For 2D cultures, cells were fixed in 4% PFA for 30 min, followed by permeabilization in 0.2% Triton X-100 for 15 min. Samples were then blocked with 5% bovine serum albumin (BSA; P0010, Beyotime) for 1 h at room temperature. The washing buffer was phosphate-buffered saline (PBS). For thin-layer 3D blocks, the procedure was slightly modified from that of Kim et al. (2015). In brief, cells were fixed in 4% PFA containing 0.1% glutaraldehyde for 1 h, followed by permeabilization in 0.5% Triton X-100 for 1 h at room temperature. Samples were then blocked with 5% BSA overnight at 4°C. The washing buffer was TBS containing 0.2% (v/v) Tween-20. Thereafter, samples were incubated with primary antibodies against α-synuclein (1:500), MAP2 (1:200) and/or TH (1:500) at 4°C overnight, followed by incubation with Alexa Fluor 555 anti-rabbit (A21428, Thermo Fisher Scientific) and/or Alexa Fluor 488 anti-mouse (A11001, Thermo Fisher Scientific) secondary antibodies at room temperature for 2 h. Cells were then counterstained with Hoechst 33342 (H3570, Thermo Fisher Scientific) for 5 min at room temperature and mounted with an anti-fade mounting medium (P0126, Beyotime). The fluorescence images were captured and reconstituted using a Nikon confocal microscope (C2si).
Sectioning of thick-layer 3D blocks
The thick-layer 3D blocks were fixed in 4% PFA containing 0.1% glutaraldehyde for 2 h, dehydrated in 30% sucrose for 24 h, and then subjected to optimal cutting temperature (OCT) compound (80202-0001, CellPath) embedding and frozen sectioning at 15 µm thickness using a Leica microtome (CM1860) following the manufacturer's procedure. Next, sections were incubated with PBS to remove the OCT compound at room temperature, followed by incubation with 3% (v/v) H2O2 for 20 min to block endogenous peroxidase activities.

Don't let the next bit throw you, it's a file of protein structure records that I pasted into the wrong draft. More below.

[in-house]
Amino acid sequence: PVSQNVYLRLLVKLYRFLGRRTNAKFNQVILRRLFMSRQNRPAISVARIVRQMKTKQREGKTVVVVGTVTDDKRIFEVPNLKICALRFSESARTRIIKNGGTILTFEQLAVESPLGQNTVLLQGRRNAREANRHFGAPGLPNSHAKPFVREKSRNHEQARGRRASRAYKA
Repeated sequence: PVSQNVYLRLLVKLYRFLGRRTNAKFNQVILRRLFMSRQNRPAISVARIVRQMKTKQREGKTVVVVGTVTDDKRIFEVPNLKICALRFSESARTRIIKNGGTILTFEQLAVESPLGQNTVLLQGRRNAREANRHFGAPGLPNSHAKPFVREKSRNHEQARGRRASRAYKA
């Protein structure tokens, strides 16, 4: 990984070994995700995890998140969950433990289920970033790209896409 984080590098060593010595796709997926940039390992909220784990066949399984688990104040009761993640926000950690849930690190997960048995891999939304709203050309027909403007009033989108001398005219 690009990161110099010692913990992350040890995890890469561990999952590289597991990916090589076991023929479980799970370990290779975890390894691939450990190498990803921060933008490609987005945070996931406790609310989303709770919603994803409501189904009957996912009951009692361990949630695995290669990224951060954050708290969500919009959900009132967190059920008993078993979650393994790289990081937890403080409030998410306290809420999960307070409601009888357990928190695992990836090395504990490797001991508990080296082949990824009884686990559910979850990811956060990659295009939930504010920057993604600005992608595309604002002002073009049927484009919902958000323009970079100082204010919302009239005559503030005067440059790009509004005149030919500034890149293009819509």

The 3D sections were permeabilized in 0.5% Triton X-100 for 15 min and blocked with 5% BSA for 1 h at room temperature. The washing buffer was PBS. The sections were then incubated with primary antibodies against LB509-α-synuclein (1:500), pS129-α-synuclein (1:200), β-amyloid (1:500) or ubiquitin (1:500) at 4°C overnight, followed by incubation with anti-mouse or anti-rabbit Ig HRP polymer conjugates (PV-6002 and PV-6001, respectively, Zhongshan Golden Bridge) at room temperature for 1 h. Signals were developed using 3,3′-diaminobenzidine peroxidase substrate kits (ZLI-9018, Zhongshan Golden Bridge). Nuclei were counterstained with Hematoxylin (C0107, Beyotime).
Proteinase K digestion
To detect proteinase K-resistant α-synuclein aggregates, the 3D sections were treated with 50 μg/ml proteinase K prepared in a buffer containing 10 mM Tris-HCl (pH 7.4) and 100 mM NaCl at 37°C for 30 min. The sections were then subjected to IHC processing as described above using the LB509-α-synuclein antibody.
Thioflavin-S indicates β-sheets and is often used in β-amyloid and Lewy body pathologies (Urbanc et al., 2002; Mclellan et al., 2003; Li et al., 2010). The 3D sections were incubated in PBS to remove the OCT compound, then permeabilized in 0.2% Triton X-100 for 15 min and blocked with 5% BSA for 1 h at room temperature. The sections were then incubated with 0.05% thioflavin-S for 5 min at room temperature, followed by cleaning with 50% anhydrous ethanol three times for 5 min each.
Statistical differences were evaluated using unpaired two-tailed Student's t-test, factorial analysis of variance (ANOVA), or one-way ANOVA followed by Tukey's post hoc test. Data were expressed as means±s.e.m. from at least three independent experiments. Differences were considered statistically significant at P<0.05.
The authors are grateful to Begench Ovlyakulov for his help in improving the language of the manuscript.
Conceptualization: J.-H.Z., X.Z.; Methodology: Z.-F.L.; Investigation: Z.-F.L., L.C., M.-M.J., D.-Y.H., X.-G.H.; Formal analysis: Z.-F.L., L.C., S.-S.L.; Visualization: Z.-F.L.; Writing - original draft: Z.-F.L.; Writing - review & editing: J.-H.Z.; Supervision: J.-H.Z., X.Z.; Funding acquisition: J.-H.Z., X.Z.
This work was supported by funding from Zhejiang Provincial Natural Science Foundation (LD19H090001 and LZ19H090002) and National Natural Science Foundation of China (81771380, 81771510 and 82071585).
RNA-sequencing data are available in the Sequence Read Archive database under the accession number PRJNA761139 (https://www.ncbi.nlm.nih.gov/bioproject/PRJNA761139/).
The authors declare no competing or financial interests.